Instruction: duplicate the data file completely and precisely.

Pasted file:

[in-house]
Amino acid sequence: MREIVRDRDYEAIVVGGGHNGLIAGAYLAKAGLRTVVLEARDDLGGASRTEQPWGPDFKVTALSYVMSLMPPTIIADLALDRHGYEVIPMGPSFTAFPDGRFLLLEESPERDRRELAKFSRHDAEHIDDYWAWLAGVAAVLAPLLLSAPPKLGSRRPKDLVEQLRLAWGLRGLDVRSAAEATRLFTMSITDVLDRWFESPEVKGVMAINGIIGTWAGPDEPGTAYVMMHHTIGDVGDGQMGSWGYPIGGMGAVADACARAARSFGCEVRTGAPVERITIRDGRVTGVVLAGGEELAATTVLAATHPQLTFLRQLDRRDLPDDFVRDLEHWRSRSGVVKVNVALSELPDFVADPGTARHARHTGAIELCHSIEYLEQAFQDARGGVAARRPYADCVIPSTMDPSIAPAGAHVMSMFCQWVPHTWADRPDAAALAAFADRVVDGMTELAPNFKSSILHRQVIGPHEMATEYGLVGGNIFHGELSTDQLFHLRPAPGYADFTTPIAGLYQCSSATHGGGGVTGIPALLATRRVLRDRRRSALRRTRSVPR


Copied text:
[in-house]
Amino acid sequence: MREIVRDRDYEAIVVGGGHNGLIAGAYLAKAGLRTVVLEARDDLGGASRTEQPWGPDFKVTALSYVMSLMPPTIIADLALDRHGYEVIPMGPSFTAFPDGRFLLLEESPERDRRELAKFSRHDAEHIDDYWAWLAGVAAVLAPLLLSAPPKLGSRRPKDLVEQLRLAWGLRGLDVRSAAEATRLFTMSITDVLDRWFESPEVKGVMAINGIIGTWAGPDEPGTAYVMMHHTIGDVGDGQMGSWGYPIGGMGAVADACARAARSFGCEVRTGAPVERITIRDGRVTGVVLAGGEELAATTVLAATHPQLTFLRQLDRRDLPDDFVRDLEHWRSRSGVVKVNVALSELPDFVADPGTARHARHTGAIELCHSIEYLEQAFQDARGGVAARRPYADCVIPSTMDPSIAPAGAHVMSMFCQWVPHTWADRPDAAALAAFADRVVDGMTELAPNFKSSILHRQVIGPHEMATEYGLVGGNIFHGELSTDQLFHLRPAPGYADFTTPIAGLYQCSSATHGGGGVTGIPALLATRRVLRDRRRSALRRTRSVPR